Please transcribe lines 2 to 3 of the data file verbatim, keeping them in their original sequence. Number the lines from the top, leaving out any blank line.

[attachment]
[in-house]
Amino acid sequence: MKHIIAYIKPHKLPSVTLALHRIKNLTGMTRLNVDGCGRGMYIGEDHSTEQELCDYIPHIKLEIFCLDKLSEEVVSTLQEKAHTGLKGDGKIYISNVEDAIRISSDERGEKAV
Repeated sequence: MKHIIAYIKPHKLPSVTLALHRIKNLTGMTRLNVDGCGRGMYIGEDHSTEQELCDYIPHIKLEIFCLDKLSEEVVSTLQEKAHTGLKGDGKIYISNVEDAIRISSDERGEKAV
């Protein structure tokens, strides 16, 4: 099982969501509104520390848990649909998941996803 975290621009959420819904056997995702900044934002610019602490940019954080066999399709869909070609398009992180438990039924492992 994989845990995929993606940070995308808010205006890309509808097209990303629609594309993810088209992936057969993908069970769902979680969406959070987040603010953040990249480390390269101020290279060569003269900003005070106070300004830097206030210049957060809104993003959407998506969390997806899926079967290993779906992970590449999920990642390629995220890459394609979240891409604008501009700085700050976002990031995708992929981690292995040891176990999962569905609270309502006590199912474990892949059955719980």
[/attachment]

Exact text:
Amino acid sequence: MKHIIAYIKPHKLPSVTLALHRIKNLTGMTRLNVDGCGRGMYIGEDHSTEQELCDYIPHIKLEIFCLDKLSEEVVSTLQEKAHTGLKGDGKIYISNVEDAIRISSDERGEKAV
Repeated sequence: MKHIIAYIKPHKLPSVTLALHRIKNLTGMTRLNVDGCGRGMYIGEDHSTEQELCDYIPHIKLEIFCLDKLSEEVVSTLQEKAHTGLKGDGKIYISNVEDAIRISSDERGEKAV